Note: Not at the old Poker1 site. A version of this entry was first published in Poker Player newspaper in 2006.
This is part of a series by Diane McHaffie. She wasn’t a poker player when she began writing this series. These entries chronicle the lessons given to her personally by Mike Caro. Included in her remarkable poker-learning odyssey are additional comments, tips, and observations from Mike Caro.
Diane McHaffie is Director of Operations at Mike Caro University of Poker, Gaming, and Life Strategy. She has traveled the world coordinating events and seminars in the interest of honest poker. You can write her online at firstname.lastname@example.org.
Lessons from MCU
— With bonus content by Mike Caro (pending) —
Lesson 91: Props
Some casinos employ people known as proposition players or props, whose job is to fill short-handed games. The name comes from the practice many years ago of players approaching management and making propositions for compensation in return for their help keeping games going. Today, there’s no “proposition” to it. Employees are paid an already established hourly wage to gamble with their own money. How much they earn depends on how much they win. Their paycheck is additional profit or compensation against their loss.
The historic equivalent of props in Las Vegas were called shills. According to Mike, although shills were employed to start games or keep them going when short-handed, they were also trying to win money for the casino. Often, they were required to play by guidelines set by the management. Players were sometimes concerned about the fairness of a game when a shill was involved. Occasionally players would opt not to join a game with a shill. “That was silly,” Mike explains, “because the fact that shills were bound to a specific set of guidelines made them easy to beat.”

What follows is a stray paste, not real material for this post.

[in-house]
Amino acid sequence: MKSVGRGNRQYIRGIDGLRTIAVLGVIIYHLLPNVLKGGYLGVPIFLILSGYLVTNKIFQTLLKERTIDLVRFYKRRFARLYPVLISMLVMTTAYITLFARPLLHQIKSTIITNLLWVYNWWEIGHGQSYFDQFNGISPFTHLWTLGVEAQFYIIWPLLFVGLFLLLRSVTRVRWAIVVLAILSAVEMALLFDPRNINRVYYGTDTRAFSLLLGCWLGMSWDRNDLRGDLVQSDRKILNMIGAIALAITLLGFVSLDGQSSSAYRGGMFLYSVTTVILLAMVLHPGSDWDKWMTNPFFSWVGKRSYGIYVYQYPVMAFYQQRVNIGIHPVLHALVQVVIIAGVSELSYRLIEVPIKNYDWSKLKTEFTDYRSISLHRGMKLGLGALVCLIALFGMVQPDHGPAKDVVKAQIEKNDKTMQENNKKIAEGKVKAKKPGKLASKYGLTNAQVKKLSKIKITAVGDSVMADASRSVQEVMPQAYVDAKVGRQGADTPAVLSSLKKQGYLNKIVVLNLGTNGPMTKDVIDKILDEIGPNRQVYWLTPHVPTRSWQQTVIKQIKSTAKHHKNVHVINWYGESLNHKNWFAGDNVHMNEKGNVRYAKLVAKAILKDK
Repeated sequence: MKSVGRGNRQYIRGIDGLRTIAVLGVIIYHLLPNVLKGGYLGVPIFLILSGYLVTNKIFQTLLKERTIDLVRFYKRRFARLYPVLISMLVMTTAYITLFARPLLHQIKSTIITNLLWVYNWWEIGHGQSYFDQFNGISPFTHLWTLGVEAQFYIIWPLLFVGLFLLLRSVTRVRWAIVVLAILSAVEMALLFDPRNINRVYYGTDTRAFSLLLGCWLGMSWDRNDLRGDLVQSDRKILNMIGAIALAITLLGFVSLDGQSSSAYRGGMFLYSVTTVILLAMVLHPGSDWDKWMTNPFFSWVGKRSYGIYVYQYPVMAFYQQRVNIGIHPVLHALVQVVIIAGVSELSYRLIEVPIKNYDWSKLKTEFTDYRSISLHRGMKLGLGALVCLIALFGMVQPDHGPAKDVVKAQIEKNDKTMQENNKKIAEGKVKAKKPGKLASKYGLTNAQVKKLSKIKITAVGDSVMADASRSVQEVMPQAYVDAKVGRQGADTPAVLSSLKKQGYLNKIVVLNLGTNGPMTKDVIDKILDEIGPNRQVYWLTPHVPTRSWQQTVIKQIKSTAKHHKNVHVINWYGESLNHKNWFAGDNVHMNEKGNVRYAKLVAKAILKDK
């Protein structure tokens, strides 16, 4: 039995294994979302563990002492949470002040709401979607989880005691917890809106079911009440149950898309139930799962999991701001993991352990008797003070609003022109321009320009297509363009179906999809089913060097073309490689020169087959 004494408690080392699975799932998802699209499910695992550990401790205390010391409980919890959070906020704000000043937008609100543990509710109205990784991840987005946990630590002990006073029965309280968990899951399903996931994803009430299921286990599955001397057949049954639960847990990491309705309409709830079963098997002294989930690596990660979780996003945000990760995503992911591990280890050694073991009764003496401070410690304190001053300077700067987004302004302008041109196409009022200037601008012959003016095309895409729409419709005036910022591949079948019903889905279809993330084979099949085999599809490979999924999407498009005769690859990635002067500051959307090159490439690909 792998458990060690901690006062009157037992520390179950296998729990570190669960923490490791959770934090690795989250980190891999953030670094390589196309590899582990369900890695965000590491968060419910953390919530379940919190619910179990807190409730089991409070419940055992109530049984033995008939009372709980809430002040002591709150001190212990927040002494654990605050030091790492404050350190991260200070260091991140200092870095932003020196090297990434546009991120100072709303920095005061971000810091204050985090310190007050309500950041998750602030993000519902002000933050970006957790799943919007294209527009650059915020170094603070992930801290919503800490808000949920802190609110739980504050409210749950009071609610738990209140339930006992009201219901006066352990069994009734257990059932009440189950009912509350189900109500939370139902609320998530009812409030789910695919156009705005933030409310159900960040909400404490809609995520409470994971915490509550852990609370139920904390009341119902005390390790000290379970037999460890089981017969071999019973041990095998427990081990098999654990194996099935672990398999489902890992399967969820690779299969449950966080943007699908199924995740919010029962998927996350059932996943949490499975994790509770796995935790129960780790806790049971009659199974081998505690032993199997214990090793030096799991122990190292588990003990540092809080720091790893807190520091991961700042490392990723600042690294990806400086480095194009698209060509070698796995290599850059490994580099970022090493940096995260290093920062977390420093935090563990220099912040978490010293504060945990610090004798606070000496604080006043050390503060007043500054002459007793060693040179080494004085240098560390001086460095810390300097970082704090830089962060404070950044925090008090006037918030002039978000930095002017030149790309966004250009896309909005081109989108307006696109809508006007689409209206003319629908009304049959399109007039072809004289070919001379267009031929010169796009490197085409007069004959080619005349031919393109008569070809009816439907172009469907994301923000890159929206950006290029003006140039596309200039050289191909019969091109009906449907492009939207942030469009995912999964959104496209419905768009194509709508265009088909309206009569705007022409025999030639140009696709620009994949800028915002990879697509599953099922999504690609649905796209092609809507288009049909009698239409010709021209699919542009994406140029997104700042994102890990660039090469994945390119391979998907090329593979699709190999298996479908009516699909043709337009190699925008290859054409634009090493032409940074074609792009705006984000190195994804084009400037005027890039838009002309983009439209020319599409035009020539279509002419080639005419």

California casinos were generally known to pay their props more than Las Vegas paid their shills.
An advantage to being a prop or shill is the fact that you receive a regular paycheck. You are employed by a casino to do what you enjoy most, play poker. If you’re a shill, although you may lose, you can still be assured of steady income. If you’re a prop, you better win – or at least not lose very much. It’s easy for props to lose more than what they’re paid and go broke.
A drawback to the prop job is that you don’t get to choose the games you wish to play. You’re assigned to the table where you’re usually needed most. Mike says that a good prop needs to be flexible in abilities, be ready to start games for the casino, be able to play in short-handed games, and be willing to play a variety of games.
A prop that hides in a corner, reluctant to start a game or play in short-handed games, or believes that there must be four or five players already in a game before he joins, defeats the casino’s purpose of having a prop. Mike says that if you wish to be a prop, you need to make yourself valuable to the casino and be versatile.
Customers become annoyed when they wait for a full-handed game where there is a prop participating. Often, ill-mannered props overstay when the game is very weak or when they’re losing and trying to get even. The props’ services are no longer needed at that table since there are players waiting, so they should make a graceful exit, whether or not management alerts them to do so.
In California there are employees that are referred to as “silent props.” They are paid to play in particular games, to promote those games and keep them going. They aren’t transferred among different games, and they’re usually permitted to stay at a full-handed table, acting just as regular customers.
If you are considering being a prop, Mike suggests that you should be pleasant to play with, and you shouldn’t take it easy on other props, as that is frowned upon by regular players and really isn’t fair. This practice will quickly demean you in the eyes of your opponents. In addition, it isn’t the sort of PR that a casino wants.
Mike shared a management secret with me: Casinos prefer that their props not be big winners or big losers. Big winners are going to cost the casino profit by taking too much money from the customers. A big losing prop could result in a burned-out employee. The preferred prop is one who wins a little or breaks even.
I hope that I’ve satisfied your curiosity about the life of a prop. — DM